Garmin Vivoactive GPS smartwatch launched at CES

Thin GPS watch with built-in apps for cycling, running, swimming and... golf?

At the Consumer Electronics Show this week in Las Vegas, Garmin released its first smartwatch, the Vivoactive, a thin watch with built-in apps for cycling, running, swimming and, somewhat unexpectedly, golfing. While Garmin has had a number of sports watches in its line for years, this Vivoactive is more Apple Watch than Forerunner, designed to be worn all day and paired with a smartphone.

While Apple or other smartwatch makers have a few advantages over Garmin, Garmin's history with cycling products make this watch more relevant to riders than many other mainstream offerings which don't really offer anything of value in terms of cycling-specific data.

The Garmin Vivoactive can be paired with a heart-rate strap (not included), a speed sensor or even with a Garmin VIRB Elite videocamera. The cycling app, using the built-in GPS, measures distance and speed, as well as time and an approximation of calories burned.

A built-in accelerometer acts as a back-up for GPS when using the running app to track distance and speed, and to measure strokes in the pool.

For golfers, an app measures a few things, including "layup and dogleg distances", (whatever they are!) according to a Garmin release.

Like many of its competitors, the vivoactive has a daily activity tracker to set goals for number of steps, and track them throughout the day:
Like many of its competitors, the vivoactive has a daily activity tracker to set goals for number of steps, and track them throughout the day:

As with many activity trackers, the Garmin Vivoactive tracks steps throughout the day, charting them against your preset goal. But the more interesting features in our opinion are the cycling-specific metrics and the ability to automatically upload completed activities

As with many other smartwatches that the Vivoactive is competing with, Garmin's smartwatch monitors basic daily activities, tracking daily steps and offering reminders when the wearer has been sedentary for a certain period of time.

With a Bluetooth connection to a smartphone, the Garmin Vivoactive acts as a remote screen for incoming text, email and/or phone calls, plus notifications from social media or other apps. These are standard smartwatch features for many of Vivoactive's competitors. Of greater value, perhaps, is the watch's ability to automatically upload completed workouts (when paired to a phone), which can be viewed on Garmin Connect or a paired site like Strava or TrainingPeaks.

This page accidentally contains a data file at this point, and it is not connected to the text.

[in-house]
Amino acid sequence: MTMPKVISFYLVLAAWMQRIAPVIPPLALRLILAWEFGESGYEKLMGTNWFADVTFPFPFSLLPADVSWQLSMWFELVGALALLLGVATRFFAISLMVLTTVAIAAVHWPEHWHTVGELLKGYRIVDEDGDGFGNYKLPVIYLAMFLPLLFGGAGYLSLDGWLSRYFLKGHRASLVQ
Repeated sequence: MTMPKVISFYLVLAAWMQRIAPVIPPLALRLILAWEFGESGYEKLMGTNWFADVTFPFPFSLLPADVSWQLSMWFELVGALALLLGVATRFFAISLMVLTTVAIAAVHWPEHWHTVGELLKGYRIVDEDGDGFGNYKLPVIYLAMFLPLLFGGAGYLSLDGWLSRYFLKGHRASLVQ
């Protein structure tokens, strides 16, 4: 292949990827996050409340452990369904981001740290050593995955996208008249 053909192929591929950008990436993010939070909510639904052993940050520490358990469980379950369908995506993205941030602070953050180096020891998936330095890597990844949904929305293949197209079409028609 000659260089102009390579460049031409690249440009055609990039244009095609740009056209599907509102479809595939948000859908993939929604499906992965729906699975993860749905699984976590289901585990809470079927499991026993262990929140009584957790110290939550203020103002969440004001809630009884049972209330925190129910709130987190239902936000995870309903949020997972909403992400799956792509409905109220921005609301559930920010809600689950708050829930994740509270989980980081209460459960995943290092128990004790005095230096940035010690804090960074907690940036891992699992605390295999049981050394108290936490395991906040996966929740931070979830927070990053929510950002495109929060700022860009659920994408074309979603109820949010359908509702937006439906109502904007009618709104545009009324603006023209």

The Garmin Vivoactive will be available soon for US$250 alone or US$300 including a heart-rate strap. UK and AU pricing was not immediately available.

In related news, Garmin announced the latest version of the Fenix multisport watch, the Fenix 3. Using GPS and GLONASS for quick and dependable satellite connection, the Fenix 3 supports cross-country and alpine skiing, snowboarding, hiking, climbing and trail running. Garmin also released the Vivofit 2, a wristband daily activity tracker, along with a line of interchangeable bands.

Ben Delaney

US Editor-in-Chief
Ben has been writing about bikes since 2000, covering everything from the Tour de France to Asian manufacturing to kids' bikes. The former editor-in-chief of VeloNews, he began racing in college while getting a journalism degree at the University of New Mexico. Based in the cycling-crazed city of Boulder, Colorado, with his wife and two kids, Ben enjoys riding most every day.
  • Discipline: Road (paved or otherwise), cyclocross and sometimes mountain. His tri-curious phase seems to have passed, thankfully
  • Preferred Terrain: Quiet mountain roads leading to places unknown
  • Current Bikes: Scott Foil Team Issue, Specialized S-Works Tarmac, Priority Eight city bike... and a constant rotation of test bikes
  • Dream Bike: A BMC Teammachine SLR01 with disc brakes and clearance for 30mm tires (doesn't yet exist)
  • Beer of Choice: Saison Dupont
  • Location: Boulder, CO, USA

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